Instance Selection and Construction for Data Mining / Edition 1

Hardcover (Print)
Buy New
Buy New from BN.com
$250.46
Used and New from Other Sellers
Used and New from Other Sellers
from $138.00
Usually ships in 1-2 business days
(Save 48%)
Other sellers (Hardcover)
  • All (6) from $138.00   
  • New (3) from $214.45   
  • Used (3) from $138.00   

Overview

The ability to analyze and understand massive data sets lags far behind the ability to gather and store the data. To meet this challenge, knowledge discovery and data mining (KDD) is growing rapidly as an emerging field. However, no matter how powerful computers are now or will be in the future, KDD researchers and practitioners must consider how to manage ever-growing data which is, ironically, due to the extensive use of computers and ease of data collection with computers. Many different approaches have been used to address the data explosion issue, such as algorithm scale-up and data reduction. Instance, example, or tuple selection pertains to methods or algorithms that select or search for a representative portion of data that can fulfill a KDD task as if the whole data is used. Instance selection is directly related to data reduction and becomes increasingly important in many KDD applications due to the need for processing efficiency and/or storage efficiency.
One of the major means of instance selection is sampling whereby a sample is selected for testing and analysis, and randomness is a key element in the process. Instance selection also covers methods that require search. Examples can be found in density estimation (finding the representative instances - data points - for a cluster); boundary hunting (finding the critical instances to form boundaries to differentiate data points of different classes); and data squashing (producing weighted new data with equivalent sufficient statistics). Other important issues related to instance selection extend to unwanted precision, focusing, concept drifts, noise/outlier removal, data smoothing, etc.
Instance Selection and Construction for Data Mining brings researchers and practitioners together to report new developments and applications, to share hard-learned experiences in order to avoid similar pitfalls, and to shed light on the future development of instance selection. This volume serves as a comprehensive reference for graduate students, practitioners and researchers in KDD.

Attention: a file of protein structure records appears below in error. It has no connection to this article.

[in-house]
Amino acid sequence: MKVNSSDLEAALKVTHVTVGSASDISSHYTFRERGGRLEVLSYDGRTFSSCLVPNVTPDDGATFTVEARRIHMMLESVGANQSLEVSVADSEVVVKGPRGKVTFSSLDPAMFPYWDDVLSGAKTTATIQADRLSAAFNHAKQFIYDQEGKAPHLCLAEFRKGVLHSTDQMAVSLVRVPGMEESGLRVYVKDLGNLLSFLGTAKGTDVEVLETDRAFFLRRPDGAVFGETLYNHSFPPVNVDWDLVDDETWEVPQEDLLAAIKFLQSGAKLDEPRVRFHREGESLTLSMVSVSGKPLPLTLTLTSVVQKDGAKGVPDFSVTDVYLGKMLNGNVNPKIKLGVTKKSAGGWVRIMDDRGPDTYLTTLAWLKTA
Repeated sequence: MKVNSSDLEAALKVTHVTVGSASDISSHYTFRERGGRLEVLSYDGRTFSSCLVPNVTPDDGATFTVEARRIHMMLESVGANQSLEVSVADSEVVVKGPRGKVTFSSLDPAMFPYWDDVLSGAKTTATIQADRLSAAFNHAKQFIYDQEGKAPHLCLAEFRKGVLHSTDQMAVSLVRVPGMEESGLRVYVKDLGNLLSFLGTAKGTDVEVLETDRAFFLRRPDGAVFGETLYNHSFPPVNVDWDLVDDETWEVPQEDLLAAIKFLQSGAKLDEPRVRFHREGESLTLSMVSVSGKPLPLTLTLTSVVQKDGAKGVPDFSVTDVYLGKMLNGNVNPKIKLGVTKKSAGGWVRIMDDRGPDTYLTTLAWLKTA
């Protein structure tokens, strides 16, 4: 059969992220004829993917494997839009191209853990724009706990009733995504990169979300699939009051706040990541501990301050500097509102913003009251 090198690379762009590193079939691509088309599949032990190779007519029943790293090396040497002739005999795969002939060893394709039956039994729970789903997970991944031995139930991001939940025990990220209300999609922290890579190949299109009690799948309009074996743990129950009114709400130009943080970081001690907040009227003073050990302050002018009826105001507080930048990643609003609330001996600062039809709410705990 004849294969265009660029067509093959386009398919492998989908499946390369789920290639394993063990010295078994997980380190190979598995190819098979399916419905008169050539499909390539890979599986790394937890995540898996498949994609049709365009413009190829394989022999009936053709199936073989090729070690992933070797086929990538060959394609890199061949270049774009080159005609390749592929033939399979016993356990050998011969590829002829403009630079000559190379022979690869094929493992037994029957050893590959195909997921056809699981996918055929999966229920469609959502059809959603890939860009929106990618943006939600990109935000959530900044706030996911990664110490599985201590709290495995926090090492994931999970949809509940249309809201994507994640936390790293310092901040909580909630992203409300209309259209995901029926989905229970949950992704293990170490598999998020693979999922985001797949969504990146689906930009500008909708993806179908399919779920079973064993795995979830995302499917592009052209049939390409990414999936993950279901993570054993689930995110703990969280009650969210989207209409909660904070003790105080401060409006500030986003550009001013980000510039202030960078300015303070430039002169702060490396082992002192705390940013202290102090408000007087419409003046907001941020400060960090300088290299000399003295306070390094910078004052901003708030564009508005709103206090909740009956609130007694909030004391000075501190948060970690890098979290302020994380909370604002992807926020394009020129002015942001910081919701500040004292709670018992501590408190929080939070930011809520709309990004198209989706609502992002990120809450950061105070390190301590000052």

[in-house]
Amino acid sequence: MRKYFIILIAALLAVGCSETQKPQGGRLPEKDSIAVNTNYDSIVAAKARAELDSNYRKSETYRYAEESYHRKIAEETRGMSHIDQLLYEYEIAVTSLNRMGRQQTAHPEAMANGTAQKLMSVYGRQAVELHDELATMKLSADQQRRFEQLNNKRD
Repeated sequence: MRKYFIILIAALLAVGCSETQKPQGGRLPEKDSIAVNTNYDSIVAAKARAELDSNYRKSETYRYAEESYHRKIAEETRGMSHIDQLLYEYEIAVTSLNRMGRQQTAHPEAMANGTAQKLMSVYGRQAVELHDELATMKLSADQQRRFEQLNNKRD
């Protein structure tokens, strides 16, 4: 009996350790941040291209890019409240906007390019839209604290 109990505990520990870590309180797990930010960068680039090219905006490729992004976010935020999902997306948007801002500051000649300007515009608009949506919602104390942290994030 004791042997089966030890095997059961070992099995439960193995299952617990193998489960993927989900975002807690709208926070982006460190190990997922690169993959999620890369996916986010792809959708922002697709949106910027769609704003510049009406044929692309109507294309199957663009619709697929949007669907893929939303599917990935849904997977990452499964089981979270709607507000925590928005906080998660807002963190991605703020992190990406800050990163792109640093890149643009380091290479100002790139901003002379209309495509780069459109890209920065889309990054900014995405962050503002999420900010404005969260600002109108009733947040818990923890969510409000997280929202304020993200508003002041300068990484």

Read More Show Less

Editorial Reviews

Booknews
For graduate students, practitioners, and researchers in the field of knowledge discovery and data mining, this reference provides an overview of recent work on preprocessing to help handle vast amounts of data. Instance selection and construction are a set of techniques that reduce the quantity of data by selecting a subset and/or constructing a reduced set of data that resembles the original. This collection, which evolved from a two-year project on instance selection, discusses real-world applications, recounts programmers' experiences to help others avoid pitfalls, and sheds light on the future of the field. It covers research on sampling, boundary hunting, data squashing, and other techniques. Annotation c. Book News, Inc., Portland, OR (booknews.com)
Read More Show Less

Product Details

Table of Contents

Foreword xi
Preface xiii
Acknowledgments xv
Contributing Authors xvii
Part I Background and Foundation
1 Data Reduction via Instance Selection 3
1.1 Background 3
1.2 Major Lines of Work 7
1.3 Evaluation Issues 11
1.4 Related Work 13
1.5 Distinctive Contributions 14
1.6 Conclusion and Future Work 18
2 Sampling: Knowing Whole from Its Part 21
2.1 Introduction 21
2.2 Basics of Sampling 22
2.3 General Considerations 23
2.4 Categories of Sampling Methods 26
2.5 Choosing Sampling Methods 36
2.6 Conclusion 37
3 A Unifying View on Instance Selection 39
3.1 Introduction 39
3.2 Focusing Tasks 40
3.3 Evaluation Criteria for Instance Selection 43
3.4 A Unifying Framework for Instance Selection 45
3.5 Evaluation 49
3.6 Conclusions 52
Part II Instance Selection Methods
4 Competence Guided Instance Selection for Case-Based Reasoning 59
4.1 Introduction 59
4.2 Related Work 60
4.3 A Competence Model for CBR 64
4.4 Competence Footprinting 66
4.5 Experimental Analysis 69
4.6 Current Status 74
4.7 Conclusions 74
5 Identifying Competence-Critical Instances for Instance-Based Learners 77
5.1 Introduction 77
5.2 Defining the Problem 78
5.3 Review 82
5.4 Comparative Evaluation 89
5.5 Conclusions 91
6 Genetic-Algorithm-Based Instance and Feature Selection 95
6.1 Introduction 95
6.2 Genetic Algorithms 97
6.3 Performance Evaluation 104
6.4 Effect on Neural Networks 108
6.5 Some Variants 109
6.6 Concluding Remarks 111
7 The Landmark Model: An Instance Selection Method for Time Series Data 113
7.1 Introduction 114
7.2 The Landmark Data Model and Similarity Model 118
7.3 Data Representation 125
7.4 Conclusion 128
Part III Use of Sampling Methods
8 Adaptive Sampling Methods for Scaling Up Knowledge Discovery Algorithms 133
8.1 Introduction 134
8.2 General Rule Selection Problem 136
8.3 Adaptive Sampling Algorithm 138
8.4 An Application of AdaSelect 142
8.5 Concluding Remarks 149
9 Progressive Sampling 151
9.1 Introduction 152
9.2 Progressive Sampling 153
9.3 Determining An Efficient Schedule 155
9.4 Detecting Convergence 161
9.5 Adaptive Scheduling 162
9.6 Empirical Comparison of Sampling Schedules 163
9.7 Discussion 167
9.8 Conclusion 168
10 Sampling Strategy for Building Decision Trees from Very Large Databases Comprising Many Continuous Attributes 171
10.1 Introduction 171
10.2 Induction of Decisionr Trees 172
10.3 Local Sampling Strategies for Decision Trees 175
10.4 Experiments 182
10.5 Conclusion and Future Work 186
11 Incremental Classification Using Tree-Based Sampling for Large Data 189
11.1 Introduction 190
11.2 Related Work 192
11.3 Incremental Classification 193
11.4 Sampling for Incremental Classification 198